recognizes that its strategy of entrusting security to warlords could

lead to renewed instability.


“The United States says that is has reconsidered its position about

ISAF,” says Sifton. “With the command of ISAF soon shifting to Germany

and the Netherlands, now is the time to expand the force.”


The Human Rights Watch report criticizes the U.N. mission in Afghanistan

for not doing enough to monitor and report on human rights abuses. The

report urges the Special Representative of the Secretary-General,

Lakhdar Brahimi, to expand the United Nations’ human rights monitoring

efforts and to urge U.N. member states to supply troops and resources to

expand ISAF to areas outside of Kabul.


“The United Nations says it is using a ‘light footprint’ approach in

Afghanistan,” said Sifton. “Clearly, this isn't working when it comes to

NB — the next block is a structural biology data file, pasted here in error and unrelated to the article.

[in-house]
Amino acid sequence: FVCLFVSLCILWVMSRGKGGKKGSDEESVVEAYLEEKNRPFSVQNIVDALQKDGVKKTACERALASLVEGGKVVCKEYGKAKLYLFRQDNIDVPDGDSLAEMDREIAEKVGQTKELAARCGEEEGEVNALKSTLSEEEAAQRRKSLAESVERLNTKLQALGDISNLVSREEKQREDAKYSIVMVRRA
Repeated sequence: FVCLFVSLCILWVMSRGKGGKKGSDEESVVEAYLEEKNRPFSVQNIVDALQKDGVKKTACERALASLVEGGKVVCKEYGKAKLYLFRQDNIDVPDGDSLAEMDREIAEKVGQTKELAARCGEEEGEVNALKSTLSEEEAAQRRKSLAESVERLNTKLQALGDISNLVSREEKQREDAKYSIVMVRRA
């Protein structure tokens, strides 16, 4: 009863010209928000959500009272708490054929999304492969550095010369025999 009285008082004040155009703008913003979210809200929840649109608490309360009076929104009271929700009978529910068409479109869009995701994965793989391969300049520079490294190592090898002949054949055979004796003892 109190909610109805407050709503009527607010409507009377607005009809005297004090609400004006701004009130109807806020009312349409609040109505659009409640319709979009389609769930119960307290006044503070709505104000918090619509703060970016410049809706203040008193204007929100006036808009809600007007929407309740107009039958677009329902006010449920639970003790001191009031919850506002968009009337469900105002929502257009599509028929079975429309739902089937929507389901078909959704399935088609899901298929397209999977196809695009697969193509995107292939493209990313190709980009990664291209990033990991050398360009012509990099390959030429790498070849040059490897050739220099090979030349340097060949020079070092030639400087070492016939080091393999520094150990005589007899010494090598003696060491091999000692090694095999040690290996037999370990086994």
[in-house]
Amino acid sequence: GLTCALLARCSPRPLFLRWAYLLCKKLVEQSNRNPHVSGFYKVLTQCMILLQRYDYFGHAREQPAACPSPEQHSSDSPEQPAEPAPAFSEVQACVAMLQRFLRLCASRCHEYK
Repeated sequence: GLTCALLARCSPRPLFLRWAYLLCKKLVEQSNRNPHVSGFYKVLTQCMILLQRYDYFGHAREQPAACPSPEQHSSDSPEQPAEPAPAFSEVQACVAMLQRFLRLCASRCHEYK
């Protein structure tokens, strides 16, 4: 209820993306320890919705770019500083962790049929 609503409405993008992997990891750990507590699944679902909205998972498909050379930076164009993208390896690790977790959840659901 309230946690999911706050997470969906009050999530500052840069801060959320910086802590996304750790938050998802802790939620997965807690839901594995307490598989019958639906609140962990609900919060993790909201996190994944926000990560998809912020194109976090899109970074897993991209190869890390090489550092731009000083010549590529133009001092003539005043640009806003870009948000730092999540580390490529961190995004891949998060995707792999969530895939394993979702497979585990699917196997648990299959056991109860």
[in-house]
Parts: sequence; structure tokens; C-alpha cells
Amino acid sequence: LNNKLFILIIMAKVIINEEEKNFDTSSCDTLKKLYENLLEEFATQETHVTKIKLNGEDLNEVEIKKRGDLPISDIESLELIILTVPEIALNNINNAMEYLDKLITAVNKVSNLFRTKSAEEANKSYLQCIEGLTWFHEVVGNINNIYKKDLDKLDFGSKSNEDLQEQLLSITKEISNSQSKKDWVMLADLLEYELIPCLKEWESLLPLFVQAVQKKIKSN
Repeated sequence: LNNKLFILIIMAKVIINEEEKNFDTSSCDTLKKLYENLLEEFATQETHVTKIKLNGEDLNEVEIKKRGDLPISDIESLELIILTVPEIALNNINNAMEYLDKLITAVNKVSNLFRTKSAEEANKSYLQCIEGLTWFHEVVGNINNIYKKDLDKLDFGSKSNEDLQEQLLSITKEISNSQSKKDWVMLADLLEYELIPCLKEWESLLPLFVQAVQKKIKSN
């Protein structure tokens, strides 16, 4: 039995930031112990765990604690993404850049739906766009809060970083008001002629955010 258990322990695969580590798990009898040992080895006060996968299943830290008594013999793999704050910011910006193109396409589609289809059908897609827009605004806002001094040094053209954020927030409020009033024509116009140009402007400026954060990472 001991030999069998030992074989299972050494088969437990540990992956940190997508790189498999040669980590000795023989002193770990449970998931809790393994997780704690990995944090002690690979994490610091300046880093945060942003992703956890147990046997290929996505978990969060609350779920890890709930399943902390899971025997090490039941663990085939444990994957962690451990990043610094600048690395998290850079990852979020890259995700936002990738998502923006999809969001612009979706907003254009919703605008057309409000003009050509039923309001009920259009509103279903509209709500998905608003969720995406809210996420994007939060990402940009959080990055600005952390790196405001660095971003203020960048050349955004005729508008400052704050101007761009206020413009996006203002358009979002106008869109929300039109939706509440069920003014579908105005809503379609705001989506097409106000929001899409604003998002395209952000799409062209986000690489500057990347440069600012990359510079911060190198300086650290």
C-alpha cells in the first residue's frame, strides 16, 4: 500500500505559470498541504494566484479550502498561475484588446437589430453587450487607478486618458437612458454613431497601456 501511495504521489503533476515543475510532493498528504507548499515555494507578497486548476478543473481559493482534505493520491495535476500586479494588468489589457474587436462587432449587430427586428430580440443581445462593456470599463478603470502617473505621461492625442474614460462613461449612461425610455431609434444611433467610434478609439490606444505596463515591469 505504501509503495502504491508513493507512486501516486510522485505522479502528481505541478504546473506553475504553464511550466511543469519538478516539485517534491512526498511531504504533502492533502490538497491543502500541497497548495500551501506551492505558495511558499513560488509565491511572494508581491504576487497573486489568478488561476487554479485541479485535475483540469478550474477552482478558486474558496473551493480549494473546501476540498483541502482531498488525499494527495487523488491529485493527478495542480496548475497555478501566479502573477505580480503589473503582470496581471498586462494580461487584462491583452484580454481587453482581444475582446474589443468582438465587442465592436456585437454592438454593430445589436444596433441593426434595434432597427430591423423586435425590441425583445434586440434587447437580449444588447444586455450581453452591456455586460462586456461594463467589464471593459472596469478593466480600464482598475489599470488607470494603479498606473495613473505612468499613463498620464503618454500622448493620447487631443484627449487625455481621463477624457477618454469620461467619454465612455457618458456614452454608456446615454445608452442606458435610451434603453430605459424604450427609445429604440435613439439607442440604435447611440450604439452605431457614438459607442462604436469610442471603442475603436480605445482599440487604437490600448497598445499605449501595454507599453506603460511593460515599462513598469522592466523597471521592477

human rights.”


Human Rights Watch called on international donors to ensure that aid to

Afghanistan is not channeled directly through Ismail Khan or his

government. Instead, the aid should go through the national government,

or nongovernmental organizations.


Human Rights Watch urged governments to stop pinning hopes for security

in Afghanistan on the creation of a new Afghan army.


“Of course, training the future Afghan army is important, but it will

have little or no impact in the short-term,” said Sifton. “The people of

Herat can’t wait that long. It's time for the United States, the United

Nations, and all the other actors involved in Afghanistan to sit down

with President Karzai to come up with a real plan for security and human



All Our Hopes Are Crushed: Violence and Repression in Western


HRW Report, November 5, 2002



Afghanistan: Return of the Warlords

HRW Briefing Paper, June 2002



Afghanistan: U.S. Should Act on Expanding Security

HRW Press Release, August 30, 2002



Afghanistan: Escalating Attacks on Aid Workers and Civilians

HRW Press Release, June 27, 2002



Afghanistan: Human Rights Watch Key Documents